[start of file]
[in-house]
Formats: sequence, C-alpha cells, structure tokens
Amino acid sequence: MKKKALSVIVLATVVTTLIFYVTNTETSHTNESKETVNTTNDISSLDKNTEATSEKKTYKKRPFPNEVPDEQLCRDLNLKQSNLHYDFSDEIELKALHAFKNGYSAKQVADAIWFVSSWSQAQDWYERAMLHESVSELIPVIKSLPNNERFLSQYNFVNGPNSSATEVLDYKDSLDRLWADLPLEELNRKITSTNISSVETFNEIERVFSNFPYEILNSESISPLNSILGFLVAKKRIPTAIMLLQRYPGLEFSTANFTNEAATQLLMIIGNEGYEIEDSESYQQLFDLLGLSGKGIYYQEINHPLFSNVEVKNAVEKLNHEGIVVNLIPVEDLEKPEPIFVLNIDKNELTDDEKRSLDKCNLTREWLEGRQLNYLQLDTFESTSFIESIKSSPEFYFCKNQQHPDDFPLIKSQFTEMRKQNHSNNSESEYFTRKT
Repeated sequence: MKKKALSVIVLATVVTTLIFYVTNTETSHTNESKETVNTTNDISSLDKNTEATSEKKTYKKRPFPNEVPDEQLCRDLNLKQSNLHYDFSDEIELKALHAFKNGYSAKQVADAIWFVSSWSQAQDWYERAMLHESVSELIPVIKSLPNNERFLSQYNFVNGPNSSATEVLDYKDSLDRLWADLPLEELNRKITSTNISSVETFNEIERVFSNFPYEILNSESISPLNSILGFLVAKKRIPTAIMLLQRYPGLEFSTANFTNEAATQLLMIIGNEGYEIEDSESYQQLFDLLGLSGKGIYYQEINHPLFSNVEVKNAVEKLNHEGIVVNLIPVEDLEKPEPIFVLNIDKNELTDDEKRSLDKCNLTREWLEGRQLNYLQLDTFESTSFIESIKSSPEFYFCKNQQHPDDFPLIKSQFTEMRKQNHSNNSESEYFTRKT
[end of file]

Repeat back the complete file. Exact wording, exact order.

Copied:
[in-house]
Formats: sequence, C-alpha cells, structure tokens
Amino acid sequence: MKKKALSVIVLATVVTTLIFYVTNTETSHTNESKETVNTTNDISSLDKNTEATSEKKTYKKRPFPNEVPDEQLCRDLNLKQSNLHYDFSDEIELKALHAFKNGYSAKQVADAIWFVSSWSQAQDWYERAMLHESVSELIPVIKSLPNNERFLSQYNFVNGPNSSATEVLDYKDSLDRLWADLPLEELNRKITSTNISSVETFNEIERVFSNFPYEILNSESISPLNSILGFLVAKKRIPTAIMLLQRYPGLEFSTANFTNEAATQLLMIIGNEGYEIEDSESYQQLFDLLGLSGKGIYYQEINHPLFSNVEVKNAVEKLNHEGIVVNLIPVEDLEKPEPIFVLNIDKNELTDDEKRSLDKCNLTREWLEGRQLNYLQLDTFESTSFIESIKSSPEFYFCKNQQHPDDFPLIKSQFTEMRKQNHSNNSESEYFTRKT
Repeated sequence: MKKKALSVIVLATVVTTLIFYVTNTETSHTNESKETVNTTNDISSLDKNTEATSEKKTYKKRPFPNEVPDEQLCRDLNLKQSNLHYDFSDEIELKALHAFKNGYSAKQVADAIWFVSSWSQAQDWYERAMLHESVSELIPVIKSLPNNERFLSQYNFVNGPNSSATEVLDYKDSLDRLWADLPLEELNRKITSTNISSVETFNEIERVFSNFPYEILNSESISPLNSILGFLVAKKRIPTAIMLLQRYPGLEFSTANFTNEAATQLLMIIGNEGYEIEDSESYQQLFDLLGLSGKGIYYQEINHPLFSNVEVKNAVEKLNHEGIVVNLIPVEDLEKPEPIFVLNIDKNELTDDEKRSLDKCNLTREWLEGRQLNYLQLDTFESTSFIESIKSSPEFYFCKNQQHPDDFPLIKSQFTEMRKQNHSNNSESEYFTRKT